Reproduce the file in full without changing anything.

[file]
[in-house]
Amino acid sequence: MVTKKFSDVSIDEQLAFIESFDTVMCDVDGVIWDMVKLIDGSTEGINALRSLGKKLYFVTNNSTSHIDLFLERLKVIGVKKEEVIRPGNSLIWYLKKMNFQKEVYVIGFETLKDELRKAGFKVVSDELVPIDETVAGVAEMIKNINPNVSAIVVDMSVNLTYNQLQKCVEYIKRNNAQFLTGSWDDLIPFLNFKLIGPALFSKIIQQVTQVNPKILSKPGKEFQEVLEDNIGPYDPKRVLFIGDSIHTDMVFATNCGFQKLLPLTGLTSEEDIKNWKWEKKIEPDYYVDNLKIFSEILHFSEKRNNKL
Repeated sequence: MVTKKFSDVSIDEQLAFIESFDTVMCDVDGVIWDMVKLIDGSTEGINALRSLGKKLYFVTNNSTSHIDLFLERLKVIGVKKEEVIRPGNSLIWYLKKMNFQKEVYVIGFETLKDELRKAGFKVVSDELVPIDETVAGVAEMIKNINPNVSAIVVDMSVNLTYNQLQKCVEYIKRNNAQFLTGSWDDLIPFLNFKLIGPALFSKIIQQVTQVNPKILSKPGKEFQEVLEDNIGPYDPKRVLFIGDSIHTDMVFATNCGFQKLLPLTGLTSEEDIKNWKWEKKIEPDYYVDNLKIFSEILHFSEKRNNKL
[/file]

[in-house]
Amino acid sequence: MVTKKFSDVSIDEQLAFIESFDTVMCDVDGVIWDMVKLIDGSTEGINALRSLGKKLYFVTNNSTSHIDLFLERLKVIGVKKEEVIRPGNSLIWYLKKMNFQKEVYVIGFETLKDELRKAGFKVVSDELVPIDETVAGVAEMIKNINPNVSAIVVDMSVNLTYNQLQKCVEYIKRNNAQFLTGSWDDLIPFLNFKLIGPALFSKIIQQVTQVNPKILSKPGKEFQEVLEDNIGPYDPKRVLFIGDSIHTDMVFATNCGFQKLLPLTGLTSEEDIKNWKWEKKIEPDYYVDNLKIFSEILHFSEKRNNKL
Repeated sequence: MVTKKFSDVSIDEQLAFIESFDTVMCDVDGVIWDMVKLIDGSTEGINALRSLGKKLYFVTNNSTSHIDLFLERLKVIGVKKEEVIRPGNSLIWYLKKMNFQKEVYVIGFETLKDELRKAGFKVVSDELVPIDETVAGVAEMIKNINPNVSAIVVDMSVNLTYNQLQKCVEYIKRNNAQFLTGSWDDLIPFLNFKLIGPALFSKIIQQVTQVNPKILSKPGKEFQEVLEDNIGPYDPKRVLFIGDSIHTDMVFATNCGFQKLLPLTGLTSEEDIKNWKWEKKIEPDYYVDNLKIFSEILHFSEKRNNKL